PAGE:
Professionals from 13 countries and diverse backgrounds composed the audience. The participants were not only members of national armed forces, but also civilians operating in the field of cultural heritage protection, archaeologists and historians.
The course was designed to enhance NATO’s Cultural Property Protection (CPP) capabilities and to establish a new structured and institutionalized forum of discussion. The lectures addressed a number of issues. For instance, on the opening day the conversation focused on the value and utility of CPP and on the way in which it should be implemented in the Military Decision Making Process.
A number of case studies were presented to illustrate both good and bad practice (Afghanistan, Iraq, Macedonia, Libya). Members of the Blue Shield emergency assessment mission to Libya (Dr. Kila, Karl von Habsburg and Dr. Walda) presented the results of their investigations and described their efforts to compile a non-strike list. A list that was then forwarded to NATO and might have been at the base of the care and attention paid by the Alliance in avoiding sites of cultural relevance during the ‘surgical strikes’ on the Libyan territory.
Members of the Austrian Armed Forces briefly introduced the principles of international law that are regulating the protection of cultural property in times of conflict. In addition to this, the Austrian Defence Academy engaged the participants in a practical exercise based on a scenario commonly used for the ordinary training of their National Army.
The course was not structured to deliver a complete and exhaustive training on CPP matters. It appeared more like a round table where, after each presentation, the audience would come alive with questions and suggestions to find a way forward. What was clear, by the end of the week, was that at both national and international level there is a general and widespread lack of concrete measures to enforce and implement of the provisions of the 1954 Hague Convention. One fundamental question was also that there is not a commonly agreed definition of the professional figure of the Cultural Property Advisor or Specialist. It seems that the rising awareness of the fact that cultural heritage should be taken into consideration during military operations has created a new professional niche. However, until this professional figure is not formally defined the risk is that all the efforts of good will made by NATO (or by any national military force) will be vain and might result in a further loss of credibility.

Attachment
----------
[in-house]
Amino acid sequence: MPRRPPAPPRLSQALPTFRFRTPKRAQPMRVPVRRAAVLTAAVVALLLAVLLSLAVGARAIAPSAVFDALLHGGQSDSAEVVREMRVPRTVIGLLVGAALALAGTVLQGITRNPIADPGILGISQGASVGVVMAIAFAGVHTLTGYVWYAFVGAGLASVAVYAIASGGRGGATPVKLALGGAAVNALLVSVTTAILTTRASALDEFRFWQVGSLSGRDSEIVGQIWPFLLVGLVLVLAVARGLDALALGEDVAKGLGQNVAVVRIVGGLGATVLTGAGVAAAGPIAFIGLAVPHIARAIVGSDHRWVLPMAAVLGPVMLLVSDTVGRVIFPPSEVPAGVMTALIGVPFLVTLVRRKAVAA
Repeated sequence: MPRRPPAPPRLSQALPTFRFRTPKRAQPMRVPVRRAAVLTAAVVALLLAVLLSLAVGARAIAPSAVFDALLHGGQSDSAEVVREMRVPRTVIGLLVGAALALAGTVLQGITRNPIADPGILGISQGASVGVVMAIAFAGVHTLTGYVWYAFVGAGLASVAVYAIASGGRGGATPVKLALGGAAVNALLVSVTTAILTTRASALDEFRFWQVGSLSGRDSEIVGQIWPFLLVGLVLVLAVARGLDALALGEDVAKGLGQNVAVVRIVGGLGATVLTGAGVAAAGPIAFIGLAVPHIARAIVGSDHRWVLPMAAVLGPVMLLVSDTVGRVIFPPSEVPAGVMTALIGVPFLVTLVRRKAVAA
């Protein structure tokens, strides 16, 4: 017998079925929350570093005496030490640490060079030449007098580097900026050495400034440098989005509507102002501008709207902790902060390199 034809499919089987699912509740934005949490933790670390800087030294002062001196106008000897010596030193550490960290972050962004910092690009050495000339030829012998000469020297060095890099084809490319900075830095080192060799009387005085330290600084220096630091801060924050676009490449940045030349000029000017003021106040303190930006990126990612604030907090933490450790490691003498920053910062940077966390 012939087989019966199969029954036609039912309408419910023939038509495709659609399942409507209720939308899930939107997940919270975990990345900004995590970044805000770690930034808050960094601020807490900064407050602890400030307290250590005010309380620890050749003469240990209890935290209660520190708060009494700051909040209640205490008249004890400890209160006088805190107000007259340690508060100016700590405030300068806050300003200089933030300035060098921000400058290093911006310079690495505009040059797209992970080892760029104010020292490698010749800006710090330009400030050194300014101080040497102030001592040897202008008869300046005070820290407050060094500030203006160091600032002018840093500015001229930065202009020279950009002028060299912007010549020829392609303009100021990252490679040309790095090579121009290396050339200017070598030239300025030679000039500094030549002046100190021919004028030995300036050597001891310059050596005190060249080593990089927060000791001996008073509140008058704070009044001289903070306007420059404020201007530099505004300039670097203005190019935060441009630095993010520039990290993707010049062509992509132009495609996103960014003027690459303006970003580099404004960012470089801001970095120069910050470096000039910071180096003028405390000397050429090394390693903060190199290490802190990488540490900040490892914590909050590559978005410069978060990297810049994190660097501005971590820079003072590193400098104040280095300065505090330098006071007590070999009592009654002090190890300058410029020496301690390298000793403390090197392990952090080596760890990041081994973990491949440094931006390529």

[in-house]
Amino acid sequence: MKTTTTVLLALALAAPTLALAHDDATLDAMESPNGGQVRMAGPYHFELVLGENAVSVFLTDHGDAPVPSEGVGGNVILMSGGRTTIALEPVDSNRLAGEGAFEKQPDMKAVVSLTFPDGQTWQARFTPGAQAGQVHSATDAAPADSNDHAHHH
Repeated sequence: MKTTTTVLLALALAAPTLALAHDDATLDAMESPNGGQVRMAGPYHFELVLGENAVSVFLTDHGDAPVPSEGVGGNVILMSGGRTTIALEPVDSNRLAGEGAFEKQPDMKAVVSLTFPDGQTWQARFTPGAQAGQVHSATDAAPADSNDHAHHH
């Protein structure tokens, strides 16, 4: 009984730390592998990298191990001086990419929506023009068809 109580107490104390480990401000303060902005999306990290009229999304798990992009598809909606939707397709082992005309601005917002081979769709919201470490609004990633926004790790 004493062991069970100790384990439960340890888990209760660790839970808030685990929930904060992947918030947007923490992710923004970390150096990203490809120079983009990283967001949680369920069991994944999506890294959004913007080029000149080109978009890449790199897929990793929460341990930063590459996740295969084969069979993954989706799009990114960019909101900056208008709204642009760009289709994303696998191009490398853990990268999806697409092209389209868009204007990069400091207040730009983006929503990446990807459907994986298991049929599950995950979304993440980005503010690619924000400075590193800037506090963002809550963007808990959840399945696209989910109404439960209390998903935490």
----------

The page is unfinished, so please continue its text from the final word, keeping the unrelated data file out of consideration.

To close the course CDR Hallett introduced one of the tools that could be used by anyone who felt the need to stimulate a change of approach within NATO. He presented the Joint Analysis and Lessons Learned Centre and its database. By registering to the database it is possible to submit observations, sugestions and comments on specific issues related to NATO operations. The database can then be accessed and all the entries queried. Obviously, the contributions submitted need to meet certain criteria to be taken into consideration and included in the database, but once accepted they are analysed and become part of a corpus of information that can be beneficial to others and that can eventually stimulate a process of change within the Alliance. It is hard to predict how effective this tool might be. However, for those who believe that we are in desperate need of a radical change in the way in which the military are approaching cultural heritage issues, it might be worth a try!